Sierra Leone is pleading for more international help to fight the Ebola outbreak in West Africa. On Saturday, the country recorded 121 deaths in one of the single deadliest days since the disease appeared there more than four months ago. At least 678 people have now died in Sierra Leone, with the official toll for West Africa topping 3,400. On Monday, President Obama said his administration is working on additional protocols for screening airplane passengers to identify people who might have Ebola, but ruled out a travel ban on West Africa. Meanwhile, the first patient diagnosed with the disease on U.S. soil, Thomas Eric Duncan, remains in critical condition at a Dallas hospital. The handling of Duncan’s case has raised questions about the how U.S. hospitals are prepared to handle a domestic Ebola outbreak. We are joined by Dr. Atul Gawande, a surgeon and best-selling author, regarded as one of the most influential healthcare policy writers in the country. "Our response was pathetic," Gawande says. "We simply mounted no substantial response. It might have been the best thing that has happened that the first case to leave the African continent came to America, because it brought our mobilization to realize that what happens there matters to us here. This is a disease that is eminently stoppable with basic public health measures."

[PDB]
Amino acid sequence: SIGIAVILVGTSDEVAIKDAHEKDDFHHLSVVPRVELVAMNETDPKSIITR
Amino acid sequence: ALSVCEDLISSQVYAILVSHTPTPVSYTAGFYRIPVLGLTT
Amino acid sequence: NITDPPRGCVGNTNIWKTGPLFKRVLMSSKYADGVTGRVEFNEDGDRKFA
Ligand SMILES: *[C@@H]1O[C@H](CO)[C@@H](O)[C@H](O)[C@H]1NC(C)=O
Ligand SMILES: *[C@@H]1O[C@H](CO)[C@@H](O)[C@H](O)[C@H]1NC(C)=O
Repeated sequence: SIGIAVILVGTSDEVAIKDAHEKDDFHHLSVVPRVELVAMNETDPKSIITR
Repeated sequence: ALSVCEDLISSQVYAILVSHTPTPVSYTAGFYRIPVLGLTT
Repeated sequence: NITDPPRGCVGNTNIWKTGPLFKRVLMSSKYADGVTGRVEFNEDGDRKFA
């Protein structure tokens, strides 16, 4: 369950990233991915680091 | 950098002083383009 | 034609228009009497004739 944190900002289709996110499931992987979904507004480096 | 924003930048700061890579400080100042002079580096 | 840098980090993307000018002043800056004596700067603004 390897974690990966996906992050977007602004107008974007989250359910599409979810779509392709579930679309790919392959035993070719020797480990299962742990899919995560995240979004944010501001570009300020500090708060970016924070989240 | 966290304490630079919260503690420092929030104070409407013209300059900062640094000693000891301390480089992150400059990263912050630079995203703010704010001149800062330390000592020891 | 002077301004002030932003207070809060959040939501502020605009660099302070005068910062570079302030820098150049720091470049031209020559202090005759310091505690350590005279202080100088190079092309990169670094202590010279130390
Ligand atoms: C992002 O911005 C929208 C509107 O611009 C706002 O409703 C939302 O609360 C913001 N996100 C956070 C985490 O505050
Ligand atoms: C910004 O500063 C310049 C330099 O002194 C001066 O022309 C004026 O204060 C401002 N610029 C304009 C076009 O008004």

Despite our advances in medicine, a new book calls for a radical transformation in how we approach the end of life. In "Being Mortal: Medicine and What Matters in the End," the physician and best-selling author Dr. Atul Gawande argues that a rigid focus on prolonging life can often undermine what is best for a dying patient. "Medical science has rendered obsolete centuries of experience, tradition, and language about our mortality," Gawande writes. "Our reluctance to honestly examine the experience of aging and dying has increased the harm we inflict on people and denied them the basic comforts they most need." A surgeon at the Brigham and Women’s Hospital in Boston, Gawande is an acclaimed staff writer at The New Yorker and a professor at Harvard Medical School. "Being Mortal" is his fourth book, following the best-selling "The Checklist Manifesto: How to Get Things Right."
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